(though Linux does have non-stock application deployment packages available, like Puppet, that partially fill that last point).
You're kidding right? In addition to Puppet, which is a relative newcomer, there has been Satellite (http://www.redhat.com/products/enterprise-linux/satellite/) and Landscape (http://www.ubuntu.com/management/landscape-features) among others (Suse has one too). Where do you think the distros make their money? Now you may have meant there is no free application deployment and management software, but last time I checked Windows Server was definitely not free. If you need free, though, you can roll some scripts fairly easily, wrapping things like Kickstart with custom repositories (yum or apt) and services like Cobbler or Spacewalk (which Satellite is based off of), rsync, cron jobs, and ssh (for remote execution).
Linux AD-via-Samba quite simply doesn't even come close for the convenience of centralized GP maintenance,
I don't know what you are trying to say here. Why would you manage linux machines with a Samba domain? If you want the same functionality as AD on linux, FreeIPA is the most mature project, and it can integrate with AD via cross-realm trusts in the latest version. So you can manage a mixed Windows/Linux environment with the same core infrastructure. If instead you meant Samba as an AD domain controller for Windows, Samba4 is (mostly, 95%) a drop-in replacement for Windows Server. There are a few features missing, but you can provision and manage an AD domain via Samba with ease.
And hey pudge, the law is like words, defined by common use, not written statute. I mean, with all this yammering about precedence and case law, I guess all this shit is pretty flexible, and the guy with the best presentation wins. Waddya gonna do, eh?
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I am pretty sure the market still exist. It is just much smaller. A changed phone a couple month ago because my previous phone (with slide out keyboard) died on me. I search for a replacement and could not find one. But when asking at my local store the girl told me I was the second guy looking for one with week.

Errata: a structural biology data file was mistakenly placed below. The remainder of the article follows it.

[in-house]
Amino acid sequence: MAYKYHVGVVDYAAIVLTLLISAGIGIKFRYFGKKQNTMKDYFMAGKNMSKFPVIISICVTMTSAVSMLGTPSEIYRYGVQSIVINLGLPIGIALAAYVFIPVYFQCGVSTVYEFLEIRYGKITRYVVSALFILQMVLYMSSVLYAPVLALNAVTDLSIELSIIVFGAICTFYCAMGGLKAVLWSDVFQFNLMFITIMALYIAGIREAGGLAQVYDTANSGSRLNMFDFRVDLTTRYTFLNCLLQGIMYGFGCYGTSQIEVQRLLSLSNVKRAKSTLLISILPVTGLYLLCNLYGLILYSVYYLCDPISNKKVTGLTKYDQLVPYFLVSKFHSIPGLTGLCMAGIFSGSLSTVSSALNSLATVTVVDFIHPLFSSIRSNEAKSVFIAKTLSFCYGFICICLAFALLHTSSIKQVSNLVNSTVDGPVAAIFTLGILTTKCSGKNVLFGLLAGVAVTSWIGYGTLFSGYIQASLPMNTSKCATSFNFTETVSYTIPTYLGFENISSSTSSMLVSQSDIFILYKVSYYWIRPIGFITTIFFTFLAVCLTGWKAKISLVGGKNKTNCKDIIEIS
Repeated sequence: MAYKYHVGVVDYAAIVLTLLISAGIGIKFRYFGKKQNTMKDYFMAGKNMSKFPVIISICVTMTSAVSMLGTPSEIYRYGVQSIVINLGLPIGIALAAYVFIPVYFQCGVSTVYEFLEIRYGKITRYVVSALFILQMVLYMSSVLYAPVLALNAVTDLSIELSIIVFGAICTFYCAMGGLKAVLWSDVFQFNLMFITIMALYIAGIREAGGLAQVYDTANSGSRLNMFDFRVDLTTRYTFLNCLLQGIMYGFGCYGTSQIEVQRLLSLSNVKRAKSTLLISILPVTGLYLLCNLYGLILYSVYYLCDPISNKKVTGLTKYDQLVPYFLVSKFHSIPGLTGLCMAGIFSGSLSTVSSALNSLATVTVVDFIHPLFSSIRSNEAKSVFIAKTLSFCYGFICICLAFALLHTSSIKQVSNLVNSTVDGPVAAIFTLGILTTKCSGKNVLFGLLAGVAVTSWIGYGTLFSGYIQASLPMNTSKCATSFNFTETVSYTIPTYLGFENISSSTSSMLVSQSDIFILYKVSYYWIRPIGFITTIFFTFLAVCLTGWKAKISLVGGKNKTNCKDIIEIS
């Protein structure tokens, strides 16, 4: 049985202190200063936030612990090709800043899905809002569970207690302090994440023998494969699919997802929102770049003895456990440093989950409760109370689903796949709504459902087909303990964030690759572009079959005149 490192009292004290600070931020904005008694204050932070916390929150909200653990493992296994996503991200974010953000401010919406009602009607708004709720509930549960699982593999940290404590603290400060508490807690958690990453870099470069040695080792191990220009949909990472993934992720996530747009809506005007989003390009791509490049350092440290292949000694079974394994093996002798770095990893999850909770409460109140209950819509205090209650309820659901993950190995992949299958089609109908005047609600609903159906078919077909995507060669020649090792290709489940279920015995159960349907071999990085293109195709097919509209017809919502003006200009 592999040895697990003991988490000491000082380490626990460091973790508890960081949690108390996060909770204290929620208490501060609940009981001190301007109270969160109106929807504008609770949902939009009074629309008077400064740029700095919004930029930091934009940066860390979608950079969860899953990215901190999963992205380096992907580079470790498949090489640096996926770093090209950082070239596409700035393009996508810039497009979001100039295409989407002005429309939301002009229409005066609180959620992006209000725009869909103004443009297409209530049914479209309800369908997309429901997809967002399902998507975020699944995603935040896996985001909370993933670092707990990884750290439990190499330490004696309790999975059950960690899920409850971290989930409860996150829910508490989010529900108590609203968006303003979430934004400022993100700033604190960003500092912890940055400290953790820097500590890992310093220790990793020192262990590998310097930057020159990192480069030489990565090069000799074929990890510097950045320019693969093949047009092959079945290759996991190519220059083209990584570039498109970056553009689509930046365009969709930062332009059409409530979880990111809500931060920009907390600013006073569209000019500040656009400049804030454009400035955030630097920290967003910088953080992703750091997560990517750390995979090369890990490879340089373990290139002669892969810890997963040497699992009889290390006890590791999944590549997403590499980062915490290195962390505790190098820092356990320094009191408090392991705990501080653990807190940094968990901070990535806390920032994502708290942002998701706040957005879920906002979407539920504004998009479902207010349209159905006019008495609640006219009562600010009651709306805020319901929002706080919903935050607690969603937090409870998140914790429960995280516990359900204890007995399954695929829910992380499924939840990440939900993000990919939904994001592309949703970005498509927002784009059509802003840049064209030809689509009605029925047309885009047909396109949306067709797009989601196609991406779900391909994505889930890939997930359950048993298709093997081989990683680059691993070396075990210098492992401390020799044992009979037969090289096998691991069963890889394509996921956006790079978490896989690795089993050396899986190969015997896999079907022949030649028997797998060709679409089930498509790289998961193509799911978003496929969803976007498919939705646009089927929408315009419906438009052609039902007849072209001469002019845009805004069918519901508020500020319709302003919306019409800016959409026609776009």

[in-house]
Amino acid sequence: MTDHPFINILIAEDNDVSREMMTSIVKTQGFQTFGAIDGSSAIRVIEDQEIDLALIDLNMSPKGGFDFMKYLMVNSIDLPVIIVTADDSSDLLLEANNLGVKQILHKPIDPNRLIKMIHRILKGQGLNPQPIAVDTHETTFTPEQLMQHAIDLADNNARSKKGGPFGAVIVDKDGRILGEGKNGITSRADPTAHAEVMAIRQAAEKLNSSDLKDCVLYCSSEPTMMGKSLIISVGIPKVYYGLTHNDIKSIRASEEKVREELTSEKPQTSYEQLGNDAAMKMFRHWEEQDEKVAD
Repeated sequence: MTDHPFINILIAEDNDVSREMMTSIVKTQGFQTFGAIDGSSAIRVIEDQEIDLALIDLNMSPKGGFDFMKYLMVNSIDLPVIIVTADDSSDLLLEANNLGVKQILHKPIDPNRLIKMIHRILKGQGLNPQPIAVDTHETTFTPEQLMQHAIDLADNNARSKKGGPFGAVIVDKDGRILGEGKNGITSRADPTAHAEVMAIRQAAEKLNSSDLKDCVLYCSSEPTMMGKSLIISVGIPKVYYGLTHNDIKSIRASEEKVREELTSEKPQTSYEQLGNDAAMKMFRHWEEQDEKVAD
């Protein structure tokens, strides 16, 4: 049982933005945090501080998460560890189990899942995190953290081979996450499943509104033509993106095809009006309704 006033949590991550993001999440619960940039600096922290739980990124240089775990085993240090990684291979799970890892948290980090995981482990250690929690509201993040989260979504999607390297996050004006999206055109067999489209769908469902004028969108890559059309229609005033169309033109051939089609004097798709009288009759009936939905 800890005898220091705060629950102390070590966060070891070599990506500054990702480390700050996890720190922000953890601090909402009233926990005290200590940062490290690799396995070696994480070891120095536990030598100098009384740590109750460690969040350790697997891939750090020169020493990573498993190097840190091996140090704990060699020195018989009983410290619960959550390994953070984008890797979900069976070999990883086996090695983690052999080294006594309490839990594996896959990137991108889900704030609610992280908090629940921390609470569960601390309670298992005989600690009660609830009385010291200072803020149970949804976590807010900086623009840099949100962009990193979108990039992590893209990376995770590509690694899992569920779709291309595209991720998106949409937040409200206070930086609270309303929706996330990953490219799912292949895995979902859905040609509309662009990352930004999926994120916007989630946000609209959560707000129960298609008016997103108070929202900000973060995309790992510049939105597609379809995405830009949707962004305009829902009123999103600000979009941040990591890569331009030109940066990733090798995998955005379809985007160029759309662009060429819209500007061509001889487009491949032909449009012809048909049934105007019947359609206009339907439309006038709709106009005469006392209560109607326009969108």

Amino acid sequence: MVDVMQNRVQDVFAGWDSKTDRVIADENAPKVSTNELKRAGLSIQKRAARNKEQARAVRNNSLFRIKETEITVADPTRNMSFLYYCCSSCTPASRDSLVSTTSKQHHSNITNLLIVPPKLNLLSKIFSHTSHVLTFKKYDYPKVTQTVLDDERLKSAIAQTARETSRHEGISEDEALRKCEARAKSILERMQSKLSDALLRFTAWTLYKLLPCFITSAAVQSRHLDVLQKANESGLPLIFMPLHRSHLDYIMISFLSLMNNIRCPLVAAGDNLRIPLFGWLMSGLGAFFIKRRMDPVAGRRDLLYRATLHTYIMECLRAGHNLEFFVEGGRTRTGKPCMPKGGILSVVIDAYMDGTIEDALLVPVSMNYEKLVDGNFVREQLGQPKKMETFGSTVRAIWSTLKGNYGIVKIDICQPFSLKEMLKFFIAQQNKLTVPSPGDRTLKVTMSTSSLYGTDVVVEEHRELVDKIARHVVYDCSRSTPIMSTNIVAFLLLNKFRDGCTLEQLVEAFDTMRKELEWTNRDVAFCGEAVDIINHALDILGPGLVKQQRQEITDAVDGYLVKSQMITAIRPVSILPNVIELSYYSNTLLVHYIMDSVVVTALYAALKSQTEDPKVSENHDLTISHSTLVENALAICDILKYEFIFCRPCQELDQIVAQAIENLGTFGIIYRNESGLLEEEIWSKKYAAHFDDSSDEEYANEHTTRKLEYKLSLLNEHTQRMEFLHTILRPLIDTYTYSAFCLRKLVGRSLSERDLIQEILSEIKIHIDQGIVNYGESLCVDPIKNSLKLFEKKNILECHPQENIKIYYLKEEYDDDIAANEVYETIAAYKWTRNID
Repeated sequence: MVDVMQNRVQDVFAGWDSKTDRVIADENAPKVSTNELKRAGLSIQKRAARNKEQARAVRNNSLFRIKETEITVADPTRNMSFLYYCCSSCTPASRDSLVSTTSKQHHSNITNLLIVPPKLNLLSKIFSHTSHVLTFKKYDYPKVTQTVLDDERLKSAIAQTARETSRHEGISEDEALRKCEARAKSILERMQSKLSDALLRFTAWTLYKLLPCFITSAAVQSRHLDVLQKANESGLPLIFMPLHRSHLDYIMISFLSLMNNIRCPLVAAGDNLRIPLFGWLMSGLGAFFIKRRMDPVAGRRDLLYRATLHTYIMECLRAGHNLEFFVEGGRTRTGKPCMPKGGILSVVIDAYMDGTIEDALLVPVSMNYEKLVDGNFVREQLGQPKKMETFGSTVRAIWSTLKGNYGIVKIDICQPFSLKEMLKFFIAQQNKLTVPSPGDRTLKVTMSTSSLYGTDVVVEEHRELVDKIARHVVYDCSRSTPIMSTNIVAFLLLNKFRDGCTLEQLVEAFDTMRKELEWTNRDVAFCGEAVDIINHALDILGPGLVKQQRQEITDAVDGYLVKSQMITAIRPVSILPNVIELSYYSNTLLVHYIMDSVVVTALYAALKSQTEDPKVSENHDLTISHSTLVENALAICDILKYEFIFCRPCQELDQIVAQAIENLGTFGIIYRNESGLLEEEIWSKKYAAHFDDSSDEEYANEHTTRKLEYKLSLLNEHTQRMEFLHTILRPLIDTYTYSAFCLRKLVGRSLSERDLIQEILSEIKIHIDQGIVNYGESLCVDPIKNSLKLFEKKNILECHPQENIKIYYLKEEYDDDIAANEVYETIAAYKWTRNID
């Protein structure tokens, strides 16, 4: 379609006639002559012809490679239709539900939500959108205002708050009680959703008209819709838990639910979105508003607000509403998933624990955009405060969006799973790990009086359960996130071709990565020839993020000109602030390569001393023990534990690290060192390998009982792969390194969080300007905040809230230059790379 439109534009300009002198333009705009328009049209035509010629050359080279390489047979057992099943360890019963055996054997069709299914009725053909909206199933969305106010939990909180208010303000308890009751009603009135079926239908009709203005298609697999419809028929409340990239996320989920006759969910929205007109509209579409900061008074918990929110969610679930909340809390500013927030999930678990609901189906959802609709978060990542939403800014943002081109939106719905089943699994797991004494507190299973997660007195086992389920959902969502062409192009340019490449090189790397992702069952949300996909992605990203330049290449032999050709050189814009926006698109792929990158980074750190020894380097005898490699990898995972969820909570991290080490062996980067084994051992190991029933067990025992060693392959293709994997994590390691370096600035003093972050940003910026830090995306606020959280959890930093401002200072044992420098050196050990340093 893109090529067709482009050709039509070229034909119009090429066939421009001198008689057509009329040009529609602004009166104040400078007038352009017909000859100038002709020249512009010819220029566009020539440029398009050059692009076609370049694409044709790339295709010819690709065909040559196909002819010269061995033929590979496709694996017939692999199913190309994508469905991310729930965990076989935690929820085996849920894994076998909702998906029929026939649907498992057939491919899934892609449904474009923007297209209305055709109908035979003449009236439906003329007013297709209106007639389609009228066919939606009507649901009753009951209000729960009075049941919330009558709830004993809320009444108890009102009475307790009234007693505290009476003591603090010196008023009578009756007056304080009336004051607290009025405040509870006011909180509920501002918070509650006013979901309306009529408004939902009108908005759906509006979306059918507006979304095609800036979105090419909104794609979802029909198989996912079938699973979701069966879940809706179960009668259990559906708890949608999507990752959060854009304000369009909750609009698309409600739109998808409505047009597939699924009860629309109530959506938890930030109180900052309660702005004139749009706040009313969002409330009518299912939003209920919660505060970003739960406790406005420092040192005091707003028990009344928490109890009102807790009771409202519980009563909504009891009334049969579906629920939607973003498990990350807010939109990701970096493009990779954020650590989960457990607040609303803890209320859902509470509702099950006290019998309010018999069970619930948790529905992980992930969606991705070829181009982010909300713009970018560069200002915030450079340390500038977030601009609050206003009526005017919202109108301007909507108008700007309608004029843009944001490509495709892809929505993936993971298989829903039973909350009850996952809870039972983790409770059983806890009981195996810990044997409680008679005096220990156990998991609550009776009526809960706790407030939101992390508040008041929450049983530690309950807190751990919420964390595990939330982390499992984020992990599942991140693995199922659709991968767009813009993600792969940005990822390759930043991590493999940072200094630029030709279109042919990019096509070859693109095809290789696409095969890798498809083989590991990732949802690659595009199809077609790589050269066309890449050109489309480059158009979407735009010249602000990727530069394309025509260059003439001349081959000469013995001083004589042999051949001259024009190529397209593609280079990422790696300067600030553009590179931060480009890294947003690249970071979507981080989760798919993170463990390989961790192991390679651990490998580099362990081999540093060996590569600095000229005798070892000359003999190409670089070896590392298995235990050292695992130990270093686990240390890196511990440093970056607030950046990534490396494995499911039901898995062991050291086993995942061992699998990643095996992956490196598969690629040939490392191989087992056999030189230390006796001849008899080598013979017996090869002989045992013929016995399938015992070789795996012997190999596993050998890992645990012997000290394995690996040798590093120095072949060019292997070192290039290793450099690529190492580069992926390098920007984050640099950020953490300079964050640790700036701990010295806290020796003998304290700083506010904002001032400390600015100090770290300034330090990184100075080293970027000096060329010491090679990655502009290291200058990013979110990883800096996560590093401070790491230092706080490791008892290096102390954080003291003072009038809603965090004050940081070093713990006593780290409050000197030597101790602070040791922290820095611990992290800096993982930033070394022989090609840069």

Making a phone with an hardware keyboard would certainly be much more expensive now than it was before (relatively to current phone market prices). Now the question is how much more expensive ? And do people that want a slide out keyboard REALLY want one.
In Russia, the billionaires were not jailed in the interest of the people, they were jailed in the interest of other billionaires. Russia is a dog-eat-dog world with no holds barred. Lasseiz-faire capitalism plus lawlessness gone to the extreme. It's a mafia state.
I thought "political correctness" was about avoiding things like racism or other types of prejudice (e.g. avoiding talking about black people as being inferior or something). That's a very good thing, IMO. I didn't think it was about saying that every opinion is equally valid, which is a logical impossibility as they all contradict each other.
(And not all compilers are equally bug-free.)
It doesn't matter what the consumer wants. What matters is what operators and manufacturers want. There is no way manufacturers are going to get feedback from consumers on such complex things. All they get is sales numbers, but they have no idea why a certain product sells or not. That's why Blackberry added colour touch screens since they don't understand what the potential of their product is. They see Apple being successful with touchscreen phones and so also try touchscreen phones.
Of course you can always use the democratic aspect of capitalism and just buy a mobile phone company, and make them build whatever device you want.
But being knowledgeable is not related to having "moral superiority". Truth and morality are orthogonal dimensions, just as socialism and fascism are orthogonal political ideas.